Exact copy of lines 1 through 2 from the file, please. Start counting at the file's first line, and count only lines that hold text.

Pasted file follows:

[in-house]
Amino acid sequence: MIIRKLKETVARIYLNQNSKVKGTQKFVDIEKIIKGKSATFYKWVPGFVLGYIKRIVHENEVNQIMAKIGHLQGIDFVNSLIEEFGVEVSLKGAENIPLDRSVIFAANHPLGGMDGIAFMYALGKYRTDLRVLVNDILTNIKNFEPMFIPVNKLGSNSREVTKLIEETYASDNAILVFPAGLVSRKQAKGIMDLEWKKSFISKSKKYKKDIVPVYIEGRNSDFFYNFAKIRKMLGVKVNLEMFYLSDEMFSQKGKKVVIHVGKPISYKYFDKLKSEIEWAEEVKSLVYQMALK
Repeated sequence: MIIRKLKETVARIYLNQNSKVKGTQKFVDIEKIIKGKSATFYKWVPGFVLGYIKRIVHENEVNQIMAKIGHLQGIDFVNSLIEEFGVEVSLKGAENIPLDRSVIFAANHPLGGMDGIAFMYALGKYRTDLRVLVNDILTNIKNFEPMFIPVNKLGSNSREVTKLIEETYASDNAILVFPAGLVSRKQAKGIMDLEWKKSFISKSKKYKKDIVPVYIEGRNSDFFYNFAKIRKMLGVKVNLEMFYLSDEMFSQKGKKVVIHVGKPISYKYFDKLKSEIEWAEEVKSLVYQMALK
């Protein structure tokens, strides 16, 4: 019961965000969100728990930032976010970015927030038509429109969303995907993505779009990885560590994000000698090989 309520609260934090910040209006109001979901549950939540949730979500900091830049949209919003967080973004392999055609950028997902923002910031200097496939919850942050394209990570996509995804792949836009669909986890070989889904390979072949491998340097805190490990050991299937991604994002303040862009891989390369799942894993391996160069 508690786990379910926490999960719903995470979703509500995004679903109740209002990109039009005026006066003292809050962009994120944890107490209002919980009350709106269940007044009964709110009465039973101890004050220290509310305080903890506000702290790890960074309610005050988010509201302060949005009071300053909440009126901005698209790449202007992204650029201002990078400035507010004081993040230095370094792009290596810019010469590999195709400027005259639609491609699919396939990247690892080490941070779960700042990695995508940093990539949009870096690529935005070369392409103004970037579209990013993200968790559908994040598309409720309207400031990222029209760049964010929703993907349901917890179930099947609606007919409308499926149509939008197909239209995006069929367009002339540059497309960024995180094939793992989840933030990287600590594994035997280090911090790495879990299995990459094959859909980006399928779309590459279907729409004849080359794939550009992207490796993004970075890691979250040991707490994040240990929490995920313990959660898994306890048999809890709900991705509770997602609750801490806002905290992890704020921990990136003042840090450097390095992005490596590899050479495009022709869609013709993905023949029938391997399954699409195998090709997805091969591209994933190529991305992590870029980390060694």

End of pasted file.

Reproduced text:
[in-house]
Amino acid sequence: MIIRKLKETVARIYLNQNSKVKGTQKFVDIEKIIKGKSATFYKWVPGFVLGYIKRIVHENEVNQIMAKIGHLQGIDFVNSLIEEFGVEVSLKGAENIPLDRSVIFAANHPLGGMDGIAFMYALGKYRTDLRVLVNDILTNIKNFEPMFIPVNKLGSNSREVTKLIEETYASDNAILVFPAGLVSRKQAKGIMDLEWKKSFISKSKKYKKDIVPVYIEGRNSDFFYNFAKIRKMLGVKVNLEMFYLSDEMFSQKGKKVVIHVGKPISYKYFDKLKSEIEWAEEVKSLVYQMALK